More difficult than the distinction between contract rights and property rights is the distinction between cases involving such rights and cases of revocable agency. Unquestionably a man can create a trust for the benefit of another so absolute that the settlor cannot regain the property forming the subject of the trust. On the other hand, one may give money or property to an agent with instructions to give it to a third person, and before the mandate is executed it may be revoked.10 Where is the line which divides the first from the second case? No other test can be found than that furnished by the intention of the settlor or principal as indicated by his words and conduct, when he enters into the transaction. If his expressed intention read in connection with all the circumstances of the case indicates that the delivery was to be a finality, that the money or property was to be from that moment dedicated to the third person, the law will give effect to the intention and give the latter a property right from that time. It is true that this cannot be done against his will, but if there is no duty or obligation required from him in return for the property he is to receive, no expression of assent is required.11 Assent may be implied or it may be said perhaps more accurately that the property right vests without assent subject to the possibility of rejection. On the other hand, if the use of the money or property was intended to be subject to the directions of the person delivering it, if the holding was for his benefit and under his orders, the relation is that of principal and agent and the third person can acquire no rights until the agency has been executed either by actual transfer to the third person or by some express or implied attornment to him by the agent. Mere notice to the third person that an agency has been created cannot make it irrevocable, nor can even acceptance or change of position by the third person, unless either the principal or the agent with authority from the principal has made an offer that the holding shall be for the benefit of the third party if he so elects. Not only are property rights thus to be distinguished from revocable agencies, but contract rights must similarly be distinguished. A man may by contract with another be bound to pay the latter's debt, or he may simply be authorized to do so.12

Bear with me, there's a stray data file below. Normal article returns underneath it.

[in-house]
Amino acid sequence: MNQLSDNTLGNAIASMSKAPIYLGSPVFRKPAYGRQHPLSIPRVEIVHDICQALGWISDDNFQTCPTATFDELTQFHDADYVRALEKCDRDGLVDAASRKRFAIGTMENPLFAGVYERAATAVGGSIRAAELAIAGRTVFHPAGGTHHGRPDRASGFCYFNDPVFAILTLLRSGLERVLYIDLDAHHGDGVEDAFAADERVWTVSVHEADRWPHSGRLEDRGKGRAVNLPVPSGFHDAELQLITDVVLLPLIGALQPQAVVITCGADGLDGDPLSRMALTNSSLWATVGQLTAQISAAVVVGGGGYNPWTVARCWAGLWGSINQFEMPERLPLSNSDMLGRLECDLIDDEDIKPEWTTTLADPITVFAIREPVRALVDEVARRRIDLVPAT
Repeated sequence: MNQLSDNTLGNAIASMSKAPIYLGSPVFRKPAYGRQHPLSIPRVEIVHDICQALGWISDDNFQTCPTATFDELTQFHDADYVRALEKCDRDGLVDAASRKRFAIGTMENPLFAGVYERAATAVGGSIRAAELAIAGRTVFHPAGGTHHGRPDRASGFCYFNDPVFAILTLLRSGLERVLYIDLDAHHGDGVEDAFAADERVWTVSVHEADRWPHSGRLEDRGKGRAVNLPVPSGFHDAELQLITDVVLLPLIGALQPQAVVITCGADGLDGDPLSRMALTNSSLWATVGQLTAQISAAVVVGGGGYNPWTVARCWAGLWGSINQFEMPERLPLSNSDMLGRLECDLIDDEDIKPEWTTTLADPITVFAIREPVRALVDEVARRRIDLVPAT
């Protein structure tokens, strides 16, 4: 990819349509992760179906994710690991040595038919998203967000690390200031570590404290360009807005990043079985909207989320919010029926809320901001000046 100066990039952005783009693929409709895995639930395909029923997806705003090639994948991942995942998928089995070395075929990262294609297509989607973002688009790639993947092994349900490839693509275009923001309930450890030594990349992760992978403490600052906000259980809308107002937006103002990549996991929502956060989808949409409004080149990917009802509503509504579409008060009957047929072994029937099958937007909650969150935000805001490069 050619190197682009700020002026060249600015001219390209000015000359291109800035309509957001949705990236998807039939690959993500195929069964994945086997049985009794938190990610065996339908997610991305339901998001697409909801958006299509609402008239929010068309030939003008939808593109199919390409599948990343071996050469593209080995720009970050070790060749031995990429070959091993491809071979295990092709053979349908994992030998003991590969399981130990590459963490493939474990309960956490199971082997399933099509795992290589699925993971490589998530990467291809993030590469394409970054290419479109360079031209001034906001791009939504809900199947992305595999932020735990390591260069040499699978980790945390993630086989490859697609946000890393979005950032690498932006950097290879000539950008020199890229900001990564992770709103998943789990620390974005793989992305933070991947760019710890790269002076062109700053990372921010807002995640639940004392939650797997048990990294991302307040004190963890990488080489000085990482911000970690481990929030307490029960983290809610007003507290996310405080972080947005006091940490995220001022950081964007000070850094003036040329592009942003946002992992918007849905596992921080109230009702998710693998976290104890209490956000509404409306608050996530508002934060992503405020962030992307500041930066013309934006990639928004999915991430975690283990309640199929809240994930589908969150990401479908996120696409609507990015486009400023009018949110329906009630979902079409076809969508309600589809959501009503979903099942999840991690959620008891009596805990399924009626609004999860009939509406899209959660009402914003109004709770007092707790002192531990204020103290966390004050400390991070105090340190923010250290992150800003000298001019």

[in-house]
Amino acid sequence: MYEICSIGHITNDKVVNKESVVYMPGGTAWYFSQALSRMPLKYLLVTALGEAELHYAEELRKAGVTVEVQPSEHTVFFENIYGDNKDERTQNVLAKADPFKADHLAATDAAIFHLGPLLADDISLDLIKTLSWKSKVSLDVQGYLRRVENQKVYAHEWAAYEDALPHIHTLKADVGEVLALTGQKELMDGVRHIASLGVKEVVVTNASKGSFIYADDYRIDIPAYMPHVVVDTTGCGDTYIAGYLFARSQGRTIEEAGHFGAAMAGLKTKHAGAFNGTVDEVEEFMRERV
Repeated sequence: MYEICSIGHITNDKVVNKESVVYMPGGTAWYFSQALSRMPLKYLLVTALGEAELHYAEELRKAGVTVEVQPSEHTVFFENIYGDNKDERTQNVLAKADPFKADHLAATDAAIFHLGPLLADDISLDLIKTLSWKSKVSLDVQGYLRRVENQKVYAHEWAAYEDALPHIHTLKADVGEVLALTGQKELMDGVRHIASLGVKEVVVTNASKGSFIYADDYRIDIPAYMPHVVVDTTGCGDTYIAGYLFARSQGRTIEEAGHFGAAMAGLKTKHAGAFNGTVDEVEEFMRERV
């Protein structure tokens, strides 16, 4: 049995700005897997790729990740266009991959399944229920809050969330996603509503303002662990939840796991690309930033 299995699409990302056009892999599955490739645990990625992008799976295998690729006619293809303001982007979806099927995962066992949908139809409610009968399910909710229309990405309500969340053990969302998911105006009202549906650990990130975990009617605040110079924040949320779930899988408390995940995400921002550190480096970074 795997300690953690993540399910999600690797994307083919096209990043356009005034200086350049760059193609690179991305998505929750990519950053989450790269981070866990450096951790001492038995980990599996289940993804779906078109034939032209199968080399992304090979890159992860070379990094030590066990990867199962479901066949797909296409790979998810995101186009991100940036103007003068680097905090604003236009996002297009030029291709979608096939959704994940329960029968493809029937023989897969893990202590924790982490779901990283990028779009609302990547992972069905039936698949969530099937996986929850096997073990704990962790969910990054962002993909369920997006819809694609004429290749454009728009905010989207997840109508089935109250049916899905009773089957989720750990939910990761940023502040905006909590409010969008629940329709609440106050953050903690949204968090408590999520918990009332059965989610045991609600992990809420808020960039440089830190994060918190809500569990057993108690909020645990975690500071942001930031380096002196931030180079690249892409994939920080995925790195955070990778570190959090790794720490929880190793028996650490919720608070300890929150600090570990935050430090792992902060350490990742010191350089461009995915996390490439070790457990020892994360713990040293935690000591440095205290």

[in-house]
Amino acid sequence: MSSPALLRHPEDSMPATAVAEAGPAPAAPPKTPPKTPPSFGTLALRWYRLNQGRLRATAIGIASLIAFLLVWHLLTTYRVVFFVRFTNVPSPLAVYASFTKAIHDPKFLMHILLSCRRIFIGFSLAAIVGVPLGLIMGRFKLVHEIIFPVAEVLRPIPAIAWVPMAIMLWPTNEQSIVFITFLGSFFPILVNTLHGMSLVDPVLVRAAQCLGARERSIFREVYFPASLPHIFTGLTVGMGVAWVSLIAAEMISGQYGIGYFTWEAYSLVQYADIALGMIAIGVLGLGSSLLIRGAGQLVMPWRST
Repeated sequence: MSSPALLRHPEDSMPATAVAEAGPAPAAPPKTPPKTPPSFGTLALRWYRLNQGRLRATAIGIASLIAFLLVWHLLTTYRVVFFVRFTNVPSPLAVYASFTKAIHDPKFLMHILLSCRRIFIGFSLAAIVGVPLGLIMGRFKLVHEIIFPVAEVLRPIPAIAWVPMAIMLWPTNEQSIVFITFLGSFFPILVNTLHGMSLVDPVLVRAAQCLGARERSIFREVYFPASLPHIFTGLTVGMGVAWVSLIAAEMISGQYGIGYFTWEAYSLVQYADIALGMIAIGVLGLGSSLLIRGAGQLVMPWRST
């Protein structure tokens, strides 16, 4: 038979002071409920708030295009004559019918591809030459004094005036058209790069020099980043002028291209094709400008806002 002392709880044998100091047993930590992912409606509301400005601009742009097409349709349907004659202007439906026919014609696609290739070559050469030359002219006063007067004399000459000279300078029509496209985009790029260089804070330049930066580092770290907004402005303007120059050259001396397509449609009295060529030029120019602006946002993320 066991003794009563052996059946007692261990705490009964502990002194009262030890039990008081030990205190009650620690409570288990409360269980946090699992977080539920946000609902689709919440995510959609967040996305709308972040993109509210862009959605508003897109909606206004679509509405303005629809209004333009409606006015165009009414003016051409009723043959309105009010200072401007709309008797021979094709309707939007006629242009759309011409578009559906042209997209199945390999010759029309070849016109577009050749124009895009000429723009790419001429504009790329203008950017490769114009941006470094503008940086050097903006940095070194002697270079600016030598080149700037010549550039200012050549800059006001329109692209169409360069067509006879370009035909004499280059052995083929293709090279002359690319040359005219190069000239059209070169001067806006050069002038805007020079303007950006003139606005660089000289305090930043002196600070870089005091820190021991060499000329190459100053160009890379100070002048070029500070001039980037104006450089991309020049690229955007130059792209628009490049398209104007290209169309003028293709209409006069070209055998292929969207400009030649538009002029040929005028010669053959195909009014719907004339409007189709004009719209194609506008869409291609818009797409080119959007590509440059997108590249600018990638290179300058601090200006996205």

9In Pennsylvania, the boundaries limiting the right of a third person to sue are perhaps based on the early distinction. If assets are put in the hands of the promisor as a consideration for his promise to pay a third person, the latter may sue, though the promisor was under no duty to apply the specific assets he had received to the payment. In re Edmundson's Estate, 259 Pa. 429, 103 Atl. 277. But a similar promise based on other consideration is unenforceable. Sweeney p. Houston, 243 Pa. 642, 90 Atl. 349, L. R, A. 1915 A. 779.

10 See, e. g., Shackleford v. Riser Co., 131 Ala. 224, 31 So. 77; Halliburton v. Nance, 40 Ark. 161; Brockmeyer v. Washington Nat. Bank, 40 Kan. 744, 21 Pac. 300; Bosea v. Lent, 44 N. Y. Misc. 437, 90 N. Y. Supp. 41; Beers v. Spooner, 9 Leigh, 163.